China's popular education app is a 'surveillance device in your pocket,' advocacy group says

There's no "reason that this app should be collecting all this information."

A wildly popular app touted as an educational tool by the Chinese authorities may actually be used to digitally monitor its citizens, a new report from the Open Technology Fund and a German cybersecurity firm claims.

Xuexi Qiangguo, or "Study the Great Nation," has reportedly been downloaded more than 100 million times in China. It features quizzes about China's history, politics and more, as well as news articles about the Chinese Communist Party.

An audit of the Android version of the app, conducted by the Open Technology Fund (OTF) and the Berlin-based cybersecurity firm Cure53, found that the app could potentially be used to access personal data from the user.

"It’s spying on users in the sense that it's collecting a lot of information on users that it wouldn’t normally need," Sarah Aoun, the director of technology at the OTF, told ABC News. "There is no good reason that this app should be collecting all this information and sending it back to the servers."

In a statement announcing the findings of the audit, the OTF said the app "contains code that amounts to a backdoor to rooted devices, essentially granting complete administrator-level access to a user’s phone."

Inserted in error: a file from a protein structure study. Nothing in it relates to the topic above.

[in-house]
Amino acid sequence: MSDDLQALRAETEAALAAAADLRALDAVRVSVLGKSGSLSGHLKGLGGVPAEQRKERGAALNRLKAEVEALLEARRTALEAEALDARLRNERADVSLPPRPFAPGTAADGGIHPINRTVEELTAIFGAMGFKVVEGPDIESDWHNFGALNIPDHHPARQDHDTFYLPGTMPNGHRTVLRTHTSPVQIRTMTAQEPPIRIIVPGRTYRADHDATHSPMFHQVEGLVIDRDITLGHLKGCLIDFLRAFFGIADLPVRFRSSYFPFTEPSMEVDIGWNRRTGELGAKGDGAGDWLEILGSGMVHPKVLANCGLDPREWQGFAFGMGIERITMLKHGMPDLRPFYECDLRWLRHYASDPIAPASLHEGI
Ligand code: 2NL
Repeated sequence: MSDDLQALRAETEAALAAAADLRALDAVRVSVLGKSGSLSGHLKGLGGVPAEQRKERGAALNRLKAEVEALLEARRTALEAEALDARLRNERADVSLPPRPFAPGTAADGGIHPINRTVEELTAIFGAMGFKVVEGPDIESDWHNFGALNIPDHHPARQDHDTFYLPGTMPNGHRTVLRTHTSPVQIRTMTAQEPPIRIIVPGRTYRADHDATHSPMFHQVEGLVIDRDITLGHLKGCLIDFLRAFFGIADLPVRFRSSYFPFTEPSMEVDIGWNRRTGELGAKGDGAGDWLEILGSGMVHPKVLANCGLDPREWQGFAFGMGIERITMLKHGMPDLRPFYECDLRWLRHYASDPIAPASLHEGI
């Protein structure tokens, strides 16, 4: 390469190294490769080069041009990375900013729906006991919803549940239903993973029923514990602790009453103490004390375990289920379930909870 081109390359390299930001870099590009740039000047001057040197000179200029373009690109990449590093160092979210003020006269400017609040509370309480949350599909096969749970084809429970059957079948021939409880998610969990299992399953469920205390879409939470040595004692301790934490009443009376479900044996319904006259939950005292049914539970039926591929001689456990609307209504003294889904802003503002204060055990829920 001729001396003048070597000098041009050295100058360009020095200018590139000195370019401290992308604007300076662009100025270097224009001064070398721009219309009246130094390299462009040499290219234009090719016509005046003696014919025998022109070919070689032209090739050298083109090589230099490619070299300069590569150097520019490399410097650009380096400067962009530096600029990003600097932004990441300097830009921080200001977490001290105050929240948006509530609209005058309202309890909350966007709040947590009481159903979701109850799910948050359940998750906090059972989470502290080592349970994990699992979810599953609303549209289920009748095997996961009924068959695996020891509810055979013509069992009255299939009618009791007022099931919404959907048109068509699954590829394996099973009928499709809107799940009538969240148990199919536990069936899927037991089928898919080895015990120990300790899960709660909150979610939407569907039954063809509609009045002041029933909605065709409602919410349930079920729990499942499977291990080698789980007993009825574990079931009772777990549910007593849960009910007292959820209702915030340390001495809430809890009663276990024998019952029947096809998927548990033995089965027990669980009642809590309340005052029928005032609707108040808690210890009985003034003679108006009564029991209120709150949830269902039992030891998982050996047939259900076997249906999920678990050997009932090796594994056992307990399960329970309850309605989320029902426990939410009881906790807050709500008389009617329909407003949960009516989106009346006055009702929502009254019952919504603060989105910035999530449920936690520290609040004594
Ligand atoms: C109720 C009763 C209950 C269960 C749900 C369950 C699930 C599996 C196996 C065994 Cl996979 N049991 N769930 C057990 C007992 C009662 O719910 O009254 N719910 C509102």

The OTF, which is an organization partially funded by the U.S. government that works to support internet privacy, security and more, said there is "no evidence of if or how exactly this access is being used could be identified."

Moreover, the audit found that the app "actively scans to find other apps that are running on the user’s device."

The OTF also alleges that the app "purposely" uses a "weak cryptographic algorithm in areas containing sensitive user data."

Aoun says this is especially interesting because "at the same time the app uses very strong anti-reversing techniques, it makes it very hard for someone to look into the code."

It also "collects and sends detailed app log reports on a daily basis, containing a wealth of user data and app activity," according to the OTF statement.

The lengthy Cure53 report concludes that "the application's functionality leads Cure53 to believe that violations of human rights are indeed taking place."

Aoun said the app essentially amounts to a "surveillance device in your pocket."

"The biggest concern is just how many people actually have this app. We’re talking about hundreds of millions of downloads," Aoun told ABC News. "The most concerning part is just the reach and the size of this surveillance device in your pocket."

China's State Council Information Office denied the app had the functions the report alleged to the Washington Post, which first reported the story, telling the outlet in a faxed statement: “We learned from those who run the Study the Great Nation app that there is no such thing as you have mentioned."